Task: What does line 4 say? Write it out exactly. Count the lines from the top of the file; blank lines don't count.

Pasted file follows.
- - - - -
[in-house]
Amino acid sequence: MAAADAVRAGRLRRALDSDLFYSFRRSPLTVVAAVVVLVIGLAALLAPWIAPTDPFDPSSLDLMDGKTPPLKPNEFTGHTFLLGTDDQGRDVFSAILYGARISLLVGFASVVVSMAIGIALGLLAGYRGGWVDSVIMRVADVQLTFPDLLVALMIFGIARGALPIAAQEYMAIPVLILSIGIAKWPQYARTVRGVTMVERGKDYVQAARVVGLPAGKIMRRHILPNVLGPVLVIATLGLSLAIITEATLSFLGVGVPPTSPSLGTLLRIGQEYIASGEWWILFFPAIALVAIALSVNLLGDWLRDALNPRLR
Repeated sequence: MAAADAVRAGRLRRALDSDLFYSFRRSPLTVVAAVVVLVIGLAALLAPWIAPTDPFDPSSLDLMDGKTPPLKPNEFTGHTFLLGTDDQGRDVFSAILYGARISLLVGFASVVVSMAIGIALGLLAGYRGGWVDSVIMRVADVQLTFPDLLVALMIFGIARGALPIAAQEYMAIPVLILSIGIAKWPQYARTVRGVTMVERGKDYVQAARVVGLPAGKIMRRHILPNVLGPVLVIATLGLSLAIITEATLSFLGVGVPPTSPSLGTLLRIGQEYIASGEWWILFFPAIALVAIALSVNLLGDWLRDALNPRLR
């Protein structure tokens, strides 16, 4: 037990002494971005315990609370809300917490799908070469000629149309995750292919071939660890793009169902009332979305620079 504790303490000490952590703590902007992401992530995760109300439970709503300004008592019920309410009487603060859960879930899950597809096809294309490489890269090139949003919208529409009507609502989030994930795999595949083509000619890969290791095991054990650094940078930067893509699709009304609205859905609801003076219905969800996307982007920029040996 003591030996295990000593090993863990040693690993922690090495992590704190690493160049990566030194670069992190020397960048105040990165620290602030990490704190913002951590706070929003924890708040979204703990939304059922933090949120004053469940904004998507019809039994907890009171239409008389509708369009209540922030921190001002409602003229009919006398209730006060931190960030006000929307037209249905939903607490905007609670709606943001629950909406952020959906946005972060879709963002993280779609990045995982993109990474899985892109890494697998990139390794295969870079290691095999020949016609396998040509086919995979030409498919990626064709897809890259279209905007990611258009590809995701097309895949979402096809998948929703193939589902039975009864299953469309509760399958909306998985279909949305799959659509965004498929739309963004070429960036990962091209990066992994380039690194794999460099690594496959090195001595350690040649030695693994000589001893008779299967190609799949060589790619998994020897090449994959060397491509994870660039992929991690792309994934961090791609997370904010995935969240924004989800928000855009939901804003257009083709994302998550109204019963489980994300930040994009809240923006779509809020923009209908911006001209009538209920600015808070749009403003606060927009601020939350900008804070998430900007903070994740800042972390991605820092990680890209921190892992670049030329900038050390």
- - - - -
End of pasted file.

């Protein structure tokens, strides 16, 4: 037990002494971005315990609370809300917490799908070469000629149309995750292919071939660890793009169902009332979305620079 504790303490000490952590703590902007992401992530995760109300439970709503300004008592019920309410009487603060859960879930899950597809096809294309490489890269090139949003919208529409009507609502989030994930795999595949083509000619890969290791095991054990650094940078930067893509699709009304609205859905609801003076219905969800996307982007920029040996 003591030996295990000593090993863990040693690993922690090495992590704190690493160049990566030194670069992190020397960048105040990165620290602030990490704190913002951590706070929003924890708040979204703990939304059922933090949120004053469940904004998507019809039994907890009171239409008389509708369009209540922030921190001002409602003229009919006398209730006060931190960030006000929307037209249905939903607490905007609670709606943001629950909406952020959906946005972060879709963002993280779609990045995982993109990474899985892109890494697998990139390794295969870079290691095999020949016609396998040509086919995979030409498919990626064709897809890259279209905007990611258009590809995701097309895949979402096809998948929703193939589902039975009864299953469309509760399958909306998985279909949305799959659509965004498929739309963004070429960036990962091209990066992994380039690194794999460099690594496959090195001595350690040649030695693994000589001893008779299967190609799949060589790619998994020897090449994959060397491509994870660039992929991690792309994934961090791609997370904010995935969240924004989800928000855009939901804003257009083709994302998550109204019963489980994300930040994009809240923006779509809020923009209908911006001209009538209920600015808070749009403003606060927009601020939350900008804070998430900007903070994740800042972390991605820092990680890209921190892992670049030329900038050390």